SAN FRANCISCO — A federal judge in California has temporarily blocked enforcement of a new state law allowing regulators to punish doctors for spreading false or misleading information about Covid-19 vaccinations and treatments to their patients.
The law, signed by Gov. Gavin Newsom last year, had been intended to address the waves of misinformation that have churned through the course of the pandemic.
Though the wording of the law had been narrowly tailored, the judge, William B. Shubb of the U.S. District Court for the Eastern District of California, ruled on Wednesday that its definitions of misinformation and the uncertainty about its enforcement were “unconstitutionally vague.”
The case is one of two legal challenges facing the law, the first of its kind in the nation to try to address a problem that the U.S. Surgeon General, the American Medical Association and others have said has cost unnecessary illnesses and lives.
In December, another judge in the Central District of California denied an injunction in a similar case. The split verdicts raises the likelihood that the law’s fate could ultimately be decided at the U.S. Court of Appeals for the Ninth Circuit in San Francisco.
“I think the judge saw the law for what it was: an attempt to silence doctors who disagree” with recommendations of the Centers for Disease Control and Prevention or other regulatory bodies, said Jenin Younes, a lawyer with the New Civil Liberties Alliance in Washington who represented five doctors who brought the lawsuit.
Judge Shubb, who was appointed by President George H.W. Bush in 1990, wrote in his ruling that he did not consider the question of whether the law violates First Amendment protections of free speech. Instead, he found that the law’s provisions violated the plaintiffs’ rights of due process under the 14th Amendment.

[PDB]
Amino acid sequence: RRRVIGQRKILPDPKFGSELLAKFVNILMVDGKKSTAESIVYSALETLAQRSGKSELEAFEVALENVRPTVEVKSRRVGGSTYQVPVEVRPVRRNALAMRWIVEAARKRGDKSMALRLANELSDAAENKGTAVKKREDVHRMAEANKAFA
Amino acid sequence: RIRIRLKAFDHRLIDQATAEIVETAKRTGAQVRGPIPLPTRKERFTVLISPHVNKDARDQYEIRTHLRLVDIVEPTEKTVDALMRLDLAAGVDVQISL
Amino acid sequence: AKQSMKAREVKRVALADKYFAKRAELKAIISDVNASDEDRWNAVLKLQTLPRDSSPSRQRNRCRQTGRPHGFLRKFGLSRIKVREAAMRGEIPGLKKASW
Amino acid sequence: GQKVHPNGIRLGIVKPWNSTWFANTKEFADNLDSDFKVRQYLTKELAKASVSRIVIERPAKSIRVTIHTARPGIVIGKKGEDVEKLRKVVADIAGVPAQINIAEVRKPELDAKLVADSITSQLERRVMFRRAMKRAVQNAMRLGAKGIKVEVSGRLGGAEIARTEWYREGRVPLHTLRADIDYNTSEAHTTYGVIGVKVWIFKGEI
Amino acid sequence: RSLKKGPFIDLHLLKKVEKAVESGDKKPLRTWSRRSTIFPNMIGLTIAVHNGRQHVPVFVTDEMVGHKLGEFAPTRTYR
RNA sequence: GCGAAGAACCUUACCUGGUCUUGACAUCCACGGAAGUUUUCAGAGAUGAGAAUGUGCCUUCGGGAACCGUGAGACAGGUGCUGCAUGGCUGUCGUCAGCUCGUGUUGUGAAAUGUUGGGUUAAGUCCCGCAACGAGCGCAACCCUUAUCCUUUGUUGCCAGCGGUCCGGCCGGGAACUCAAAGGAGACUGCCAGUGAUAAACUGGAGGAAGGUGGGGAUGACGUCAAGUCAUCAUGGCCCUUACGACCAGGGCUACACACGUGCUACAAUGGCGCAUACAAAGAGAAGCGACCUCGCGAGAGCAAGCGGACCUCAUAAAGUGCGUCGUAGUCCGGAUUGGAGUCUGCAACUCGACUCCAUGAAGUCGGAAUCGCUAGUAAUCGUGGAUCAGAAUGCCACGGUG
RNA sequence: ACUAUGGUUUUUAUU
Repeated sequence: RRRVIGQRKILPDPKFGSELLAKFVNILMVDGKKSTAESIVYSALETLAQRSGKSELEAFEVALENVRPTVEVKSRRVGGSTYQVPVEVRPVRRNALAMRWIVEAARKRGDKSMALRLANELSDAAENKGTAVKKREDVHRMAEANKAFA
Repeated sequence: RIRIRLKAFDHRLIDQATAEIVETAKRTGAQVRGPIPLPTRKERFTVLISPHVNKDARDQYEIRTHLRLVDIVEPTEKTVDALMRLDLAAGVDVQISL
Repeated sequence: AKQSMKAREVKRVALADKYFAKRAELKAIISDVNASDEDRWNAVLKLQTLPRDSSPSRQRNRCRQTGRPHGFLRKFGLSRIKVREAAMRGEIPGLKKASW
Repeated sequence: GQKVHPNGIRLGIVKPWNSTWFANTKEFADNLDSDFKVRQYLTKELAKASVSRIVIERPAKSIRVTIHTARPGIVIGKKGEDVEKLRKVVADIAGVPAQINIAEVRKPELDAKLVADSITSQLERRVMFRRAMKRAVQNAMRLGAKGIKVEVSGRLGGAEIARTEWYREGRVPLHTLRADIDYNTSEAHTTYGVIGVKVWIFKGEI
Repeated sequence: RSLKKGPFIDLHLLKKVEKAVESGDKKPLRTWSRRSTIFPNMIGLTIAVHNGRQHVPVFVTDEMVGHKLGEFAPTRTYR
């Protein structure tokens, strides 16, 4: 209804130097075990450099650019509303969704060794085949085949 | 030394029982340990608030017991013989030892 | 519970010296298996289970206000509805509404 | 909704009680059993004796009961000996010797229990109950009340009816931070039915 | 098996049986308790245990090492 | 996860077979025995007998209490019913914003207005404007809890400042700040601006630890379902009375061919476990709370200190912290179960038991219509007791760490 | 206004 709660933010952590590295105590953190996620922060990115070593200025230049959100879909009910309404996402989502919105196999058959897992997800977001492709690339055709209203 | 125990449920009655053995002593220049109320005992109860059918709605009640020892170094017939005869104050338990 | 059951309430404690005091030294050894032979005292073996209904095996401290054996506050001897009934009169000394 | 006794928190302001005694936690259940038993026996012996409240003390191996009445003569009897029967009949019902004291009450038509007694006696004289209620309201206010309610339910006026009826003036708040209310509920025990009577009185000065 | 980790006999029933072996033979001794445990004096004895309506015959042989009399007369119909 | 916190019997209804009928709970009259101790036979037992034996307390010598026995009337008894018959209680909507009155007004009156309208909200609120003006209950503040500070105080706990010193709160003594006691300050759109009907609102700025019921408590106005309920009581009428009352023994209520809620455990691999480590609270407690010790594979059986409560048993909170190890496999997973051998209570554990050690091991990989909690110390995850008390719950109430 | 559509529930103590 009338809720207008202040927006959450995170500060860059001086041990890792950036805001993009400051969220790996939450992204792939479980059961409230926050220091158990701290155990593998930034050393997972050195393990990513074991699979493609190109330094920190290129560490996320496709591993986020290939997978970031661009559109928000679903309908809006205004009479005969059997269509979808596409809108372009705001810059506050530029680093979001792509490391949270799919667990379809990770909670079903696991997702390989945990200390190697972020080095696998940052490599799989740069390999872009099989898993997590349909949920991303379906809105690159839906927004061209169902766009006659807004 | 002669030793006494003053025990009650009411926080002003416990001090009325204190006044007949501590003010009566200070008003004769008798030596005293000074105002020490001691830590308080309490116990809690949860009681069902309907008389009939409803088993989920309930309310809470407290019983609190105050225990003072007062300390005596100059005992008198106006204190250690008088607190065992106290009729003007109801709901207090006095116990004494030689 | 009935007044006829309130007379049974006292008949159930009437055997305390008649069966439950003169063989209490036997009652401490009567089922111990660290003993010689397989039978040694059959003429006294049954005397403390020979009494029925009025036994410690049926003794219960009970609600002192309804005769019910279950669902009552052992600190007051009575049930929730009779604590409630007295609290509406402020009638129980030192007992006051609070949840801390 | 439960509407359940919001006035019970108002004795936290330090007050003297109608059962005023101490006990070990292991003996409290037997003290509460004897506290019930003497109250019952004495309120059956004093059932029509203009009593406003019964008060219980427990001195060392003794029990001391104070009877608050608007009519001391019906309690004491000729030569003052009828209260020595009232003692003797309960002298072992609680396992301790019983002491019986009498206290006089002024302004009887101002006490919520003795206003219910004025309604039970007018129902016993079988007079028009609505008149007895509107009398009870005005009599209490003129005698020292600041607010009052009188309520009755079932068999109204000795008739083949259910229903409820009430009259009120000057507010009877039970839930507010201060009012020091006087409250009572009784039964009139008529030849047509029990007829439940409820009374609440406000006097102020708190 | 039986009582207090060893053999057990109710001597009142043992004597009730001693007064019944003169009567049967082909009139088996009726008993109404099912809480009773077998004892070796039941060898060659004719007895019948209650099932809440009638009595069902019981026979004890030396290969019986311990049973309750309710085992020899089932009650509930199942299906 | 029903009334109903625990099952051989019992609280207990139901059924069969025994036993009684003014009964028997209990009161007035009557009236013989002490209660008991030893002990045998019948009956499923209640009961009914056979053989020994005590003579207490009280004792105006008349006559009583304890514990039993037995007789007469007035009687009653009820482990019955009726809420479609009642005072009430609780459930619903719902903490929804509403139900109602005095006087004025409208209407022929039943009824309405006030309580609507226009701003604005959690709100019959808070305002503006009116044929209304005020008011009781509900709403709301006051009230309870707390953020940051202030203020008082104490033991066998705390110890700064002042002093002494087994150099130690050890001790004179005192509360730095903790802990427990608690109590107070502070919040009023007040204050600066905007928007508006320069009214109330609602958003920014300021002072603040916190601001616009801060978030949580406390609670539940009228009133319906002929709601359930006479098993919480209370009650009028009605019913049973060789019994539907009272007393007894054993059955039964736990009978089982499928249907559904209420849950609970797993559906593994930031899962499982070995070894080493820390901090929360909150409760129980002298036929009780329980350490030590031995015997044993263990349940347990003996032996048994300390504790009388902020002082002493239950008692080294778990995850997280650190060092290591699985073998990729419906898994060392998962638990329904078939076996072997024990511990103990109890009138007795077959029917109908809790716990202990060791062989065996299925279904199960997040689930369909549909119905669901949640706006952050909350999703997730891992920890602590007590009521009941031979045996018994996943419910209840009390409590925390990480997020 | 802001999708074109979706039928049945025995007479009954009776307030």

The law expanded the authority of the Medical Board of California, which licenses doctors, to designate spreading false or misleading medical information to patients as “unprofessional conduct.” That could lead to a suspension or revocation of a doctor’s license to practice in the state.
Judge Shubb ruled that the definition of misinformation — “false information that is contradicted by contemporary scientific consensus contrary to the standard of care” — could have a chilling effect on doctors’ interactions with their patients. He granted a preliminary injunction to block the law, pending a full hearing of the complaint.
One of the plaintiffs, Aaron Kheriaty, a psychiatrist who has challenged many government policies that emerged during the pandemic, said in an interview on Thursday that the law was too rigid, especially given the evolving understanding of how best to address a pandemic like this one.
“Today’s quote-unquote misinformation is tomorrow’s standard of care,” he said.
Governor Newsom’s office did not immediately respond to a request for comment.
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